Question 15: A Muslim employee was forced by the nature of his work to leave Minaa after standing at `Arafah and throwing pebbles at the Jamraat (stone pillars at which pebbles are thrown during Hajj). After dawn on the Day of Sacrifice (10th of Dul-Hijjah), he deputized someone to stone the remaining Jamraat and perform the slaughtering. He then left Minaa to go to Makkah. He performed Tawaaf-ul-Ifaadah (final obligatory circumambulation around the Ka‘bah in Hajj) and Sa‘ee (going between Safaa and Marwah during Hajj) after offering the Jumu‘ah (Friday) Prayer.Then, he went to his work, which was 1,270 kilometers away from Makkah, so he could arrive at his work after the Duhr (Noon) Prayer on Saturday, the second day of ‘Eed (the Festival of the Sacrifice), as his manager had told him to do so and warned him that he would be punished if he was late. The people he worked with were astonished at him returning early and claimed with confidence, that he had not fulfilled the conditions or pillars of Hajj. He would like to ask whether what they say is true or not. They criticize him without taking into consideration that he was forced to do so to obey his Saudi manager, who had assured him before he went to Hajj that doing so would be sufficient to fulfill the obligation.
Answer: If the reality is as you mentioned, then deputizing someone else to throw the pebbles on your behalf was not correct, because you mentioned that your manager had made it conditional on you to be at work on Saturday, the second day of ‘Eed, after the Duhr Prayer and that he had threatened to punish you if you were late, and this is not a lawful excuse that allows you to travel and deputize someone to throw the pebbles on your behalf… read more here.
Question 13: I see some people slaughter their Ud-hiyah (sacrificial animal offered by non-pilgrims) at noon, or at the time of ‘Asr (afternoon), and others at anytime. Is all this valid?
Answer: It is permissible for a pilgrim to slaughter during the day or the night, whether it is Hadee (sacrificial animal offered by pilgrims) of Tamattu‘ (`Umrah during the months of Hajj followed by Hajj in the same year with a break in between), Qiran (combining Hajj and `Umrah without a break in between) or Ud-hiyah. The days of sacrifice are: the Day of ‘Eed-ul-Ad-haa (the Festival of the Sacrifice), and the three days following it which end with the sunset of the thirteenth day (of Dul-Hijjah), after ‘Eed… read more here.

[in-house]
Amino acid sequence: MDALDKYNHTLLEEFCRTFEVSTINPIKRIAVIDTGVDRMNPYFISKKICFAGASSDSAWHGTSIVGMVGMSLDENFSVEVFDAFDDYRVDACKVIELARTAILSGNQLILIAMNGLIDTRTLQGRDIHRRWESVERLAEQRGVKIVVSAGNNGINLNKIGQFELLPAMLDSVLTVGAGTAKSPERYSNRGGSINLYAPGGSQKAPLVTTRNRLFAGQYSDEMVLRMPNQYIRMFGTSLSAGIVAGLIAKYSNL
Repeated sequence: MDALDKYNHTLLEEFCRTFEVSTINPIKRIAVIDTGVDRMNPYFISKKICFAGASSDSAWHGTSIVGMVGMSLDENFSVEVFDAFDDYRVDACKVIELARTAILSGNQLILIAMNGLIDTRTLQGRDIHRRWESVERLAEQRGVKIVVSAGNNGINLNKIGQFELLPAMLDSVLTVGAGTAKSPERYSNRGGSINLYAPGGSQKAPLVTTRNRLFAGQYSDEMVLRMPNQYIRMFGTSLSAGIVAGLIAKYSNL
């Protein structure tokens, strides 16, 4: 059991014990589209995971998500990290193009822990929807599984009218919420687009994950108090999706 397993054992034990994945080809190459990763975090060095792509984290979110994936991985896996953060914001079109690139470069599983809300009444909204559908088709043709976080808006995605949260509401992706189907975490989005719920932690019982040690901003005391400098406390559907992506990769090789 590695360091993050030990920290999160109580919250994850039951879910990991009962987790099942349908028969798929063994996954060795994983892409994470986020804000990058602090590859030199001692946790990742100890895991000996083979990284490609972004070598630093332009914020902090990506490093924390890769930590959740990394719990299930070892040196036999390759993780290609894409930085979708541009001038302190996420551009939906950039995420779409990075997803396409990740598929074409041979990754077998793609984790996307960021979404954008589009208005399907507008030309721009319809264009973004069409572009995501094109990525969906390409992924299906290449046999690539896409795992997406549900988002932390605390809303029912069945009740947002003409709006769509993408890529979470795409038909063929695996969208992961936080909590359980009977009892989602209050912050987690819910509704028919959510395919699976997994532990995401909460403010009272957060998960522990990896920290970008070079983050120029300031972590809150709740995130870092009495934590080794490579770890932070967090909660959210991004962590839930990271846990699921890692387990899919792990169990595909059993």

Question 12: Is it permissible for the pilgrim to stone the Jamraat (stone pillars at which pebbles are thrown during Hajj) of the Days of Tashreeq (11th, 12th and 13th of Dul-Hijjah) all in one day, being the first or the last of the Days of Tashreeq or the Day of Nahr (Sacrifice, 10th of Dul-Hijjah, when pilgrims slaughter their sacrificial animals) then spend the night in Minaa for two or three days without throwing the pebbles at the Jamraat as they are to be thrown in one day? Or should the throwing be done in order, each day separately? Kindly point this out to us, supporting your answer with evidence.
Answer: Stoning the Jamraat is one of the obligations of Hajj and should be done on the Day of ‘Eed (Day of Nahr) and the following three Days of Tashreeq for those who are not in a hurry to leave Minaa on the 12th of Dul-Hijjah and the first two Days of Tashreeq for those who are in a hurry. Throwing the pebbles should be done each day after midday. This is based on the action of the Prophet (peace be upon him) and his saying: Learn your (Hajj) rituals from me except on the day of Nahr which is all fit for throwing, though it is better to do it after sunrise, except for those who have excuses who are permitted to stone Jamraat-ul-‘Aqabah on the 9th of Dul-Hijjah after 12:00 p.m… read more here.